The rulers of tiny, impoverished Swansgaard have twelve daughters and one son. While the prince’s future is assured, his twelve sisters must find their own fortunes.
Disguising herself as Clarence, a sailor, Princess Clarice intends to work her way to the New World. When the crew rebels, Clarice/Clarence, an expert with rapier and dagger, sides with the handsome navigator, Dominick, and kills the cruel captain.
Dominick leads the now-outlawed crew in search of treasure in the secret pirate haven known as The House of Four Winds. They encounter the sorceress Shamal, who claims Dominick for her own—but Clarice has fallen hard for Dominick and won’t give him up without a fight.
Full of swashbuckling adventure, buoyant magic, and irrepressible charm, The House of the Four Winds is a lighthearted fantasy romp by a pair of bestselling writers.
When I read the blurb for this book at Netgalley, I had high hopes for it. A princess who is an expert swordswoman, pirates, treasure, true love and what I hoped, based on the cover, would be a story filled with swashbuckling adventure. The elements were there but the execution wasn’t what I’d hoped for. The story is slow, the magic is lacking and the romance is almost non-existent. By the end, I just wanted it over.
The first chapter is slow, leisurely and packed with backstory. We discover how poor little Swansgaard has 12 princesses and one crown prince and can’t hope to pay out that many dowries without breaking the bank so the princesses will have to make their own way in life. I was slightly miffed that 12 girls will get booted out so that sonny boy won’t be poor. It’s a set up that left a bitter taste in my mouth but I kept going in the hope that the eldest would be off to a life of grand adventure.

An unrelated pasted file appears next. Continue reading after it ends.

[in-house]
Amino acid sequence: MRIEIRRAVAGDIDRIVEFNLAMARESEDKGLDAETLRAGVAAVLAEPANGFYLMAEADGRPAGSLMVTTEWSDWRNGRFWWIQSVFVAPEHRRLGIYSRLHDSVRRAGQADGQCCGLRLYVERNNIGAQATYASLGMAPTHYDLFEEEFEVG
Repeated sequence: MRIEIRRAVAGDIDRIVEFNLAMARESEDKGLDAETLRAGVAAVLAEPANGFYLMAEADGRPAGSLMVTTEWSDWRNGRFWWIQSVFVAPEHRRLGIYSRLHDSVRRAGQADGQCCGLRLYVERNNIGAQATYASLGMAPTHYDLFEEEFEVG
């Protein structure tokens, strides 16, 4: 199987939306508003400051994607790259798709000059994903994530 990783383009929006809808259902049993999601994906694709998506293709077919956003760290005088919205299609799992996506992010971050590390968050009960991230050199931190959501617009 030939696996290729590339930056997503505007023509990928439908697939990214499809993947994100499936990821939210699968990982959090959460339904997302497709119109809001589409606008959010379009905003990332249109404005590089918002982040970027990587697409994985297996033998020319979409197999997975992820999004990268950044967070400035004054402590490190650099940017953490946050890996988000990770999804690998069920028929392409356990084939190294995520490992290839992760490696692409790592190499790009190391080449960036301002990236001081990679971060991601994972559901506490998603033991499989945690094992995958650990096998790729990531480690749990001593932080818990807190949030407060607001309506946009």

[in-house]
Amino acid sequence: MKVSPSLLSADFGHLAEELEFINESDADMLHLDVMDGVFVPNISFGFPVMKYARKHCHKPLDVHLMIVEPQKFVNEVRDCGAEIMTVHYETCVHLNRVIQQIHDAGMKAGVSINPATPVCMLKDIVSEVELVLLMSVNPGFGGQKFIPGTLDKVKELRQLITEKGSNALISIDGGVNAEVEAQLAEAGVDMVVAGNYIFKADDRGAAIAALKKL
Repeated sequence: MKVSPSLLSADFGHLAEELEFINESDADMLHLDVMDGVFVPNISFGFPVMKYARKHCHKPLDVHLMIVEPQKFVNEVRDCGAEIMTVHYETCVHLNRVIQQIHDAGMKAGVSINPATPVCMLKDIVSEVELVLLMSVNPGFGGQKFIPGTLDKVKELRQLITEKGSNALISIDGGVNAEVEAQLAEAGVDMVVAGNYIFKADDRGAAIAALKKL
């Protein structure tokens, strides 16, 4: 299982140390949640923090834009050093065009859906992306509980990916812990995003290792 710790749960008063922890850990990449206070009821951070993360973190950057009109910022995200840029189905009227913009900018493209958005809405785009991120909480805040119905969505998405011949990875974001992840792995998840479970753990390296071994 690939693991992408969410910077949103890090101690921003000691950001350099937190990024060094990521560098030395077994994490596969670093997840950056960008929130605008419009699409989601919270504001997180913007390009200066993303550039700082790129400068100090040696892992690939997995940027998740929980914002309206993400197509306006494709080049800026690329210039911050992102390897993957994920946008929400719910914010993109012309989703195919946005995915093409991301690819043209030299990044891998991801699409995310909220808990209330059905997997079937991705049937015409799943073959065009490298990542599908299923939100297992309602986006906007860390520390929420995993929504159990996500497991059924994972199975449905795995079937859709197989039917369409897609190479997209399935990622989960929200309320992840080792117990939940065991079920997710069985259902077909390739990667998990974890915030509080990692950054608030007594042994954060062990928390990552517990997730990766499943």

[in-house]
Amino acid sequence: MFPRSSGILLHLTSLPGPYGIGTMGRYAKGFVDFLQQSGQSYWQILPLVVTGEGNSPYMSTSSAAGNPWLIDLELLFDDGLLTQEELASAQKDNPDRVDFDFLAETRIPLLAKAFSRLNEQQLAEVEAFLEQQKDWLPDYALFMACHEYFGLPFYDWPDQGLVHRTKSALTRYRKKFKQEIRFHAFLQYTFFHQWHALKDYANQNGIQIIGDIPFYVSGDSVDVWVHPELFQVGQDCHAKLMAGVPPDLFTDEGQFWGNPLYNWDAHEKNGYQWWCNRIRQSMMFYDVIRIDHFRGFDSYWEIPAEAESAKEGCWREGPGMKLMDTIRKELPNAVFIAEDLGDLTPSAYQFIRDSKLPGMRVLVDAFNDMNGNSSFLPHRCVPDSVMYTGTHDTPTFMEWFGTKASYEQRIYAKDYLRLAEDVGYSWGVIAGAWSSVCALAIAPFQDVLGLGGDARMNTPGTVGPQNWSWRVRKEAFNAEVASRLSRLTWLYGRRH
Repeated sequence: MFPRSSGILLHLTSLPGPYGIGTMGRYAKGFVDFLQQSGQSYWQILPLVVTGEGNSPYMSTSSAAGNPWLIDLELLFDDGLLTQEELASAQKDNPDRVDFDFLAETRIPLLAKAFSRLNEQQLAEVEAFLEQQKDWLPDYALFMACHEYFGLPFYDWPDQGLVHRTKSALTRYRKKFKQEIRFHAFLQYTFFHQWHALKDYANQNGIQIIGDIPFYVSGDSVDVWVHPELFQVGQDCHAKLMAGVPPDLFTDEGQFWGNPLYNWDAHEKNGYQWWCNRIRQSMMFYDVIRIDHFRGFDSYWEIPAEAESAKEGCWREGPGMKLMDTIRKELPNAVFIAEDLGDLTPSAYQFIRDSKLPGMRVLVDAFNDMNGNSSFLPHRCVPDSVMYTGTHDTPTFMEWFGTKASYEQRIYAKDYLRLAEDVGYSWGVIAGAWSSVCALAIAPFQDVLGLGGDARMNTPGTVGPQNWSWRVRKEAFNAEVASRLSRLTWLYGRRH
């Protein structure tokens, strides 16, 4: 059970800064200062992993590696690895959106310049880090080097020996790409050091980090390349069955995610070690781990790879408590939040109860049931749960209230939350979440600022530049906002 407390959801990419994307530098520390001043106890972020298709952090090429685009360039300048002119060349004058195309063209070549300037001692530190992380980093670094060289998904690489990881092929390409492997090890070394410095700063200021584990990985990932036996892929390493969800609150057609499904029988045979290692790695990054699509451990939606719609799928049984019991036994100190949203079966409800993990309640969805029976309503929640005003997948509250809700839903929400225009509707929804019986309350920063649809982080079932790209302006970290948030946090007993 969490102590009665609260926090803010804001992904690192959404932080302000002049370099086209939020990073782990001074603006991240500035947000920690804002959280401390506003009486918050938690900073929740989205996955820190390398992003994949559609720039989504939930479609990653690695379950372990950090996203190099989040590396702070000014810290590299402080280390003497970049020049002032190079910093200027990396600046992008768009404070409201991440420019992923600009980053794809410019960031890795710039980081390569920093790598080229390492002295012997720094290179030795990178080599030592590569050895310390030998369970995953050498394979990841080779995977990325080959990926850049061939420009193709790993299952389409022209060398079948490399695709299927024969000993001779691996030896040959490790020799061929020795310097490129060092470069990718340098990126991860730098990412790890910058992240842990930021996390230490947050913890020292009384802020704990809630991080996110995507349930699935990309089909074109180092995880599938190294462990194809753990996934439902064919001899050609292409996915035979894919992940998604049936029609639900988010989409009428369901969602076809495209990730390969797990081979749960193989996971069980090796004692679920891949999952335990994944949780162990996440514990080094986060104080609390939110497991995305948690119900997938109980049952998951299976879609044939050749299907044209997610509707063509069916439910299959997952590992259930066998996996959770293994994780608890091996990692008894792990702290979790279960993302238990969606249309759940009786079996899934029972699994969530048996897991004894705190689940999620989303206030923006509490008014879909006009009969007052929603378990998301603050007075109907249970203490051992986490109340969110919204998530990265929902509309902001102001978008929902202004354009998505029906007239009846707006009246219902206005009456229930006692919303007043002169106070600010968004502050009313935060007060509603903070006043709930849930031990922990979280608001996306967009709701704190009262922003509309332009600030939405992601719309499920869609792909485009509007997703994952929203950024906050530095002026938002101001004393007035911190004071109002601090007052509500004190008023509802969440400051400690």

Months later, Clarice decides to head to the new world, which except for some barely changed names sounds much like North and South America. Long and tedious detail describes how she chooses a ship and begins to learn about life on board. If a reader doesn’t know much about sailing ships, this information can be handy but for someone who does, it’s slow going. Frankly the first chapter is a little boring.
But then in chapter two, finally things start to come together and the pace picks up a bit. Things happen, there’s a little swordplay and my interest revived only for the action to slow again. This is more the thinking person’s adventure as at the half way point and slightly beyond, I frankly couldn’t say there’s much “rousing adventure.”
Instead, Dominick and Clarice have to think their way through their problems – why did the captain act the way he did? Where was he going to take the ship and why? And now that they’re there, what lies ahead and how do they anticipate danger and deal with it? At this point, Clarice truly comes in handy with her lifelong training in politics, statesmanship and reading a situation to gain the advantage. But since they’re up against magic, ultimately all this means little.
Ah, the magic. It gets explained more than once but I still never truly “got it.” The most magic that appeared was wielded by the villain and it became more eeevil villainy that just is because it’s there rather than anything that makes much sense. Even the villain’s evil quest is never satisfactorily explained. It just all goes to pieces in the end and something, I’m still not sure what, happens and it’s over. Huh, okay then.
Despite the fact that this is mainly a fantasy novel, there’s still the romance, right? Only Clarice’s is the only point of view in the story and she loves Dominick but he’s utterly clueless about her true gender and identity for most of the story so all that we get is her unrequited feelings up until suddenly he’s in love with her to break a spell. Well, I felt cheated.
The pirates don’t save the story either as they are little but props for the evil villain. The pirate haven is a beautiful but dismal spot, as we learn but it hardly seems to matter as that is left behind too.
The story limps along to an end and it’s then that I realize that there are lots of loose ends left. Since this is, I believe, supposed to be the start of a series, I have to believe that this might be to leave issues to be resolved later. I, however, am not willing to read the next eleven books to find out. D